The response was that they were using microformats to encode data within their websites, and that there were microformat parsers which could read that formatted data and present it in a feed reader application.
Had I been in Mr. Sylvester’s shoes, I would have considered this a wholly unsatisfying response. While there may be microformats parsers which can present microformat data in a feed reader application, the vast majority of people who use feed readers expect RSS and Atom support. Most people who use feed readers are not going to change feed readers to follow a couple of sites that only support microformats. People who develop feed readers are unlikely to prioritize microformats supports when very few sites support it. Such has been the struggle for the adoption of JSON feeds.
Mr. Sylvester correctly recognized that many people who rely on RSS and Atom feed readers may wonder how to conveniently follow a site which does not offer RSS or Atom feeds. The answer he received was, in my view, not the best:
[The] response was that more people needed to adopt microformats.
I concur with Mr. Sylvester’s response:
I said that this was a ‘boil the ocean’ strategy and that people who use feeds to monitor sites expect to use RSS and Atom, not microformats.
In an article that I wrote on encouraging video game players to consider Linux, I argued that Linux proponents need to meet gamers, and Windows/MacOS users generally, where they are. That is, consider the concerns of one’s audience and take those concerns seriously. Similarly, it is unavailing to tell Jack, who is happy with his RSS/Atom feed reader and has a large feed collection, that he should get a new feed reader which supports microformats (there are not many in the grand scheme of things) just to follow a couple of sites.
To the extent that proponents of microformats as a superior alternative to RSS and Atom may think that what Mr. Sylvester described as a “boil the ocean” approach is the way to encourage adoption, I disagree. Many of the people who are knowledgeable enough to understand the technical differences between microformats and RSS/Atom feeds and how that may manifest in feed readers and parsers nevertheless use RSS and Atom feeds to read articles and blogs around the web (I dare suggest a higher percentage of such people use feed readers than what one would find in a survey of all internet users). The official website for the JSON feed standard, which promotes JSON feeds as a modernized and superior take on RSS and Atom, offers an RSS feed. It does so even though there are a few feed readers (not including my own feed readers, sadly) which support JSON feeds. The authors of the JSON feed standard set up their site to make their project more accessible to all people who use feed readers which only support RSS and Atom.
Fortunately, Mr. Sylvester reported that he has found that more IndieWeb sites offer RSS and Atom feeds now than was the case in 2014. He explained that the IndieWeb wiki promotes design over protocols and formats, and lists RSS and Atom as part of a “plurality of projects” that are in line with the movement’s mission and ideals. While my experience with IndieWeb sites is limited, I will note that every site that I have come across which supports webmentions has also supported RSS or Atom feeds, which may suggest that whatever debate that existed in 2014 has been resolved in favor of supporting more standards.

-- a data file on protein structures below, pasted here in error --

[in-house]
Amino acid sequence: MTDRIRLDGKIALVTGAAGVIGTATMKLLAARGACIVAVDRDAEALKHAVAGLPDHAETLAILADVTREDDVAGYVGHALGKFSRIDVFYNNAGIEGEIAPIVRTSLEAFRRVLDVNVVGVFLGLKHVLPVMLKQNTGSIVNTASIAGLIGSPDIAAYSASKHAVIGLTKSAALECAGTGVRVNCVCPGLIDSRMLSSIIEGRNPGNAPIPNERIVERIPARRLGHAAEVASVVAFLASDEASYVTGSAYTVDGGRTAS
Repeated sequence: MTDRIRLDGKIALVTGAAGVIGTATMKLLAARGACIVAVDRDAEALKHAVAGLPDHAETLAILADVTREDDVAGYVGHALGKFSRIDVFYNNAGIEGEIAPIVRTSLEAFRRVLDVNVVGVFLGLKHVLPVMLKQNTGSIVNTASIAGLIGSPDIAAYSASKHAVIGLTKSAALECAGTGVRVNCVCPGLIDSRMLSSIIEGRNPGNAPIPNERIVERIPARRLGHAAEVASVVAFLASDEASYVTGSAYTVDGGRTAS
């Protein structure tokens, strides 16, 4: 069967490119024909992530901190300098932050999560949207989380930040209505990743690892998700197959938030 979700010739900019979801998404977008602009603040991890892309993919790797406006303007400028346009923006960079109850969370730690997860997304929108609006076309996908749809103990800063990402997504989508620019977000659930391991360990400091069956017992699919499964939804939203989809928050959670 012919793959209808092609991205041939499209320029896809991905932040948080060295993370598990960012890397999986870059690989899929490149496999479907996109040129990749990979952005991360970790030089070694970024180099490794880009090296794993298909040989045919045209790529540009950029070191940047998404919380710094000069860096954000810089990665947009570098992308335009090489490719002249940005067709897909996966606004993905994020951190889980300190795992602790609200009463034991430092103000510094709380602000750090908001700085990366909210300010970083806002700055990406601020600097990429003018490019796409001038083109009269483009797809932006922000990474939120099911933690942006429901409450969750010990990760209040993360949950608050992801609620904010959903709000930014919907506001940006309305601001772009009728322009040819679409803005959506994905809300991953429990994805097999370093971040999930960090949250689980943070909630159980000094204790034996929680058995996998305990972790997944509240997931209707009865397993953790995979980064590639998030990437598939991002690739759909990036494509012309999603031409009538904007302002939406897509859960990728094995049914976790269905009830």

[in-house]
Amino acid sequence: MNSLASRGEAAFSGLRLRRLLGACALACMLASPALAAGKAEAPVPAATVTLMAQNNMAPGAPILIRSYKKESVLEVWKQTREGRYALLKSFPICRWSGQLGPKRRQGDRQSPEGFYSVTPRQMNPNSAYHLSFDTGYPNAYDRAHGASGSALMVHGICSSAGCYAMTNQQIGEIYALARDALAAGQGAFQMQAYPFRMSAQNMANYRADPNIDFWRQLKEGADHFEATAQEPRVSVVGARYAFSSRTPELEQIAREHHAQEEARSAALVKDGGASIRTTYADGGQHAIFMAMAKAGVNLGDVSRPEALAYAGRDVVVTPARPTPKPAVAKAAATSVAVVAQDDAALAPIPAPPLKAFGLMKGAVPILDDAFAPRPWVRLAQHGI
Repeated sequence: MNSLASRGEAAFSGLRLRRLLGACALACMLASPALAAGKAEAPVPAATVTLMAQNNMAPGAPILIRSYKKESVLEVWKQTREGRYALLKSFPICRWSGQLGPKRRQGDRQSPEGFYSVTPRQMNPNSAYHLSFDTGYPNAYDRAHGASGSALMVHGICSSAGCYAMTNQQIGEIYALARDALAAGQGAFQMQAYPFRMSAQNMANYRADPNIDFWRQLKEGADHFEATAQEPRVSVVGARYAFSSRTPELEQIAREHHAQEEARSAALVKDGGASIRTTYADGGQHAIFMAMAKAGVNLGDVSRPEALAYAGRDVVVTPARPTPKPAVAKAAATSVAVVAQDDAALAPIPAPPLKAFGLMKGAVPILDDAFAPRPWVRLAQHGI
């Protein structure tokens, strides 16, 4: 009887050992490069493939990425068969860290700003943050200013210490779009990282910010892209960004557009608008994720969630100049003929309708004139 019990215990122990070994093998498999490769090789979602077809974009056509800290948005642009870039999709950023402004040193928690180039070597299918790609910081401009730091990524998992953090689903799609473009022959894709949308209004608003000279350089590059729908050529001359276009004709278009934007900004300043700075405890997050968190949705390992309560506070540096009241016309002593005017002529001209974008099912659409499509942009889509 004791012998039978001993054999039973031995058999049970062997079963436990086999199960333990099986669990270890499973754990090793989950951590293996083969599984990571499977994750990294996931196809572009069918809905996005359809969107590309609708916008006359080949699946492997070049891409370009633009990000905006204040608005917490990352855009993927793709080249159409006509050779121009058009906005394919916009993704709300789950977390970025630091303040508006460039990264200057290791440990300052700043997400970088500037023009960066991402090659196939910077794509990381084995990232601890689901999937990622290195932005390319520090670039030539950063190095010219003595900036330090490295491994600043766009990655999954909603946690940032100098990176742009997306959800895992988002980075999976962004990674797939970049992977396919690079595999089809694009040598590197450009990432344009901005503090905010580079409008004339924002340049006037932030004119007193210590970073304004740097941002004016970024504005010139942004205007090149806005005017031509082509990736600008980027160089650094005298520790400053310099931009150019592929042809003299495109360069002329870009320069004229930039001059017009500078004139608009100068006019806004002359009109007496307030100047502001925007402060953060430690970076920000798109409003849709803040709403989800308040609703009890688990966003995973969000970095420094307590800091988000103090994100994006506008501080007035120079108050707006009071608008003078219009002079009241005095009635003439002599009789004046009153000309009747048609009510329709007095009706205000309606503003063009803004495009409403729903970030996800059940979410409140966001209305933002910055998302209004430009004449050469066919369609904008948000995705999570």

In the concluding section, Mr. Sylvester described RSS/Atom as being part of the “independent web” and the IndieWeb as being distinguishable from the independent web, despite “shar[ing] some features.” While I agree with distinguishing the lower-case independent web from the IndieWeb community, I submit that the standards promoted by the IndieWeb community can be, and should be, part of the lower-case independent web. Webmentions have great potential as a general-use tool for people to use their own online presences to communicate directly with one another, regardless of membership (official or unofficial) in one community or another.
Mr. Sylvester wrote that he hoped to see the independent web and the IndieWeb “coexist and at times even work together.” I agree, but this inspired in me another thought which returns to the tension – to whatever extent there is tension – between RSS/Atom and IndieWeb standards. We should consider the purpose of RSS and Atom feeds and of certain IndieWeb standards – here I will look only at microformats and webmentions. RSS and Atom feeds focus on reading content. To the best of my knowledge, they are far more adapted to reading (or listening to)content than to interacting with it. Webmentions, in conjunction with microformats, provide exciting ways to interact with content, most clearly for people who also produce content. Instead of pushing for microformats to replace RSS and Atom, I would be interested in seeing microformats readers that allow users to interact with content on sites that have full microformats and webmention support from their readers. I understand that there are some existing projects working on this concept, and those projects could provide something unique for people who enjoy reading and commenting on content but have no interest in otherwise creating content.